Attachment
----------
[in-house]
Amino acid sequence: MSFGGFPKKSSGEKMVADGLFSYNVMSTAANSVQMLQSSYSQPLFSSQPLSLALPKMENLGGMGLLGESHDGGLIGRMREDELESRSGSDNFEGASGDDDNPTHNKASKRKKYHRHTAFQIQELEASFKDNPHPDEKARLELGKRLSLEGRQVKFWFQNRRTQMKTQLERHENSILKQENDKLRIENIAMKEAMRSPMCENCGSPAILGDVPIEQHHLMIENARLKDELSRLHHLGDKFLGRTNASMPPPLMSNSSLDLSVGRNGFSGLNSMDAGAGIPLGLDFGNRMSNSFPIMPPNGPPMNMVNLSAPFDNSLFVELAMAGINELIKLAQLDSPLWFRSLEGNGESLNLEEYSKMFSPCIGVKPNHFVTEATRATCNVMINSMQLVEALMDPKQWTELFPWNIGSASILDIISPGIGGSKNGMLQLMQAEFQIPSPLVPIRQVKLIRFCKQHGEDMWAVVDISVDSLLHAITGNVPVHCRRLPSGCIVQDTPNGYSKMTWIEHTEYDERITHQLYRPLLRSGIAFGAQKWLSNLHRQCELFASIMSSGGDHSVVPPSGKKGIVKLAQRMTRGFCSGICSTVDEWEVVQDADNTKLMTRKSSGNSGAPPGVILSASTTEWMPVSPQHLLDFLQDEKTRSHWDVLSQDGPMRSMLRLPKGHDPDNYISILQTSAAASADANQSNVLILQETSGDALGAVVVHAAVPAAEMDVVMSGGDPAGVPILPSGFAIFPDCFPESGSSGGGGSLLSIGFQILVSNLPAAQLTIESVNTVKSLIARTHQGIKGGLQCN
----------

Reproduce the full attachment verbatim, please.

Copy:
[in-house]
Amino acid sequence: MSFGGFPKKSSGEKMVADGLFSYNVMSTAANSVQMLQSSYSQPLFSSQPLSLALPKMENLGGMGLLGESHDGGLIGRMREDELESRSGSDNFEGASGDDDNPTHNKASKRKKYHRHTAFQIQELEASFKDNPHPDEKARLELGKRLSLEGRQVKFWFQNRRTQMKTQLERHENSILKQENDKLRIENIAMKEAMRSPMCENCGSPAILGDVPIEQHHLMIENARLKDELSRLHHLGDKFLGRTNASMPPPLMSNSSLDLSVGRNGFSGLNSMDAGAGIPLGLDFGNRMSNSFPIMPPNGPPMNMVNLSAPFDNSLFVELAMAGINELIKLAQLDSPLWFRSLEGNGESLNLEEYSKMFSPCIGVKPNHFVTEATRATCNVMINSMQLVEALMDPKQWTELFPWNIGSASILDIISPGIGGSKNGMLQLMQAEFQIPSPLVPIRQVKLIRFCKQHGEDMWAVVDISVDSLLHAITGNVPVHCRRLPSGCIVQDTPNGYSKMTWIEHTEYDERITHQLYRPLLRSGIAFGAQKWLSNLHRQCELFASIMSSGGDHSVVPPSGKKGIVKLAQRMTRGFCSGICSTVDEWEVVQDADNTKLMTRKSSGNSGAPPGVILSASTTEWMPVSPQHLLDFLQDEKTRSHWDVLSQDGPMRSMLRLPKGHDPDNYISILQTSAAASADANQSNVLILQETSGDALGAVVVHAAVPAAEMDVVMSGGDPAGVPILPSGFAIFPDCFPESGSSGGGGSLLSIGFQILVSNLPAAQLTIESVNTVKSLIARTHQGIKGGLQCN